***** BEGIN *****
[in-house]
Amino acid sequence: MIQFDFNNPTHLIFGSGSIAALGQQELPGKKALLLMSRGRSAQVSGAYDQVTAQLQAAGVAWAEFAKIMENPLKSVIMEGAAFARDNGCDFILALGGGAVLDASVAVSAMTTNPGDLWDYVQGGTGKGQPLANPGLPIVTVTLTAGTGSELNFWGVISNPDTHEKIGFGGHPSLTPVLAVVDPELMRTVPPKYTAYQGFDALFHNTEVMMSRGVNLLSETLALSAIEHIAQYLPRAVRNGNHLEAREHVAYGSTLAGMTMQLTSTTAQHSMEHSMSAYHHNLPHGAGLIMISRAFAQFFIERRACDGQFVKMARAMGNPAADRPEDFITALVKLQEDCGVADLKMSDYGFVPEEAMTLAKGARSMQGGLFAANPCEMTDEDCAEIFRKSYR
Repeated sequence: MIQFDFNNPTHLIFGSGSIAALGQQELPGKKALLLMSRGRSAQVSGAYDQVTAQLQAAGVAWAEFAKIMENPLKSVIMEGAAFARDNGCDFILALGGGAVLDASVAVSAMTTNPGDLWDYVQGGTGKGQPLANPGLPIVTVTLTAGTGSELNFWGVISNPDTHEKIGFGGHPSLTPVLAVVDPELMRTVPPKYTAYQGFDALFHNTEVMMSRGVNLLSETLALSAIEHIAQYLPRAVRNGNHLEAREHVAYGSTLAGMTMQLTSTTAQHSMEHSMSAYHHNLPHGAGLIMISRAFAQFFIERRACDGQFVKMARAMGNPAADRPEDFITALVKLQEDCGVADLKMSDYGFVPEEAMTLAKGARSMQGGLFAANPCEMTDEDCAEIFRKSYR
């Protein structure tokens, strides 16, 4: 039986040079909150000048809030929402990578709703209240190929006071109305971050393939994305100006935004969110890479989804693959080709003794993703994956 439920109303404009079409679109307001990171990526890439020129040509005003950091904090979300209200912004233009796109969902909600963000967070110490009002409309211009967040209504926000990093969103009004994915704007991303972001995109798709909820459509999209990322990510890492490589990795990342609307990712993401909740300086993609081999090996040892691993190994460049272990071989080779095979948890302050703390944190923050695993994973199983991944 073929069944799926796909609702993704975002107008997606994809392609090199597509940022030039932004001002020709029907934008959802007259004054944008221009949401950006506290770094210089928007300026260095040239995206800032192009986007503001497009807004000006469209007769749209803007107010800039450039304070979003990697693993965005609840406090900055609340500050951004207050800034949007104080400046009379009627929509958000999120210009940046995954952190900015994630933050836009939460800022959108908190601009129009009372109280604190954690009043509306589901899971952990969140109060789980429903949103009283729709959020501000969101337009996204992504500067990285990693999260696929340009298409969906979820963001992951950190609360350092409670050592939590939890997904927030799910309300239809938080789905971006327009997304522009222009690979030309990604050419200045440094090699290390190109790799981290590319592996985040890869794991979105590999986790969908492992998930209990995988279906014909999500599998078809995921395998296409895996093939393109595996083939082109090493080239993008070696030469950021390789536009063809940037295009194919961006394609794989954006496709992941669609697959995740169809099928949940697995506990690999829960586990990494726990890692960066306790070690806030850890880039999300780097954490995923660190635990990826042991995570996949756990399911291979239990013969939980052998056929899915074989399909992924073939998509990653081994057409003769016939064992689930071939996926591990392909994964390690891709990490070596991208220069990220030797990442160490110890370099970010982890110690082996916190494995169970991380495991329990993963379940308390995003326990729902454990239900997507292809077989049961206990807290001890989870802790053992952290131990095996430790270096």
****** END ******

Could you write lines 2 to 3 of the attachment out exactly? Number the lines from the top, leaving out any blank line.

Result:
Amino acid sequence: MIQFDFNNPTHLIFGSGSIAALGQQELPGKKALLLMSRGRSAQVSGAYDQVTAQLQAAGVAWAEFAKIMENPLKSVIMEGAAFARDNGCDFILALGGGAVLDASVAVSAMTTNPGDLWDYVQGGTGKGQPLANPGLPIVTVTLTAGTGSELNFWGVISNPDTHEKIGFGGHPSLTPVLAVVDPELMRTVPPKYTAYQGFDALFHNTEVMMSRGVNLLSETLALSAIEHIAQYLPRAVRNGNHLEAREHVAYGSTLAGMTMQLTSTTAQHSMEHSMSAYHHNLPHGAGLIMISRAFAQFFIERRACDGQFVKMARAMGNPAADRPEDFITALVKLQEDCGVADLKMSDYGFVPEEAMTLAKGARSMQGGLFAANPCEMTDEDCAEIFRKSYR
Repeated sequence: MIQFDFNNPTHLIFGSGSIAALGQQELPGKKALLLMSRGRSAQVSGAYDQVTAQLQAAGVAWAEFAKIMENPLKSVIMEGAAFARDNGCDFILALGGGAVLDASVAVSAMTTNPGDLWDYVQGGTGKGQPLANPGLPIVTVTLTAGTGSELNFWGVISNPDTHEKIGFGGHPSLTPVLAVVDPELMRTVPPKYTAYQGFDALFHNTEVMMSRGVNLLSETLALSAIEHIAQYLPRAVRNGNHLEAREHVAYGSTLAGMTMQLTSTTAQHSMEHSMSAYHHNLPHGAGLIMISRAFAQFFIERRACDGQFVKMARAMGNPAADRPEDFITALVKLQEDCGVADLKMSDYGFVPEEAMTLAKGARSMQGGLFAANPCEMTDEDCAEIFRKSYR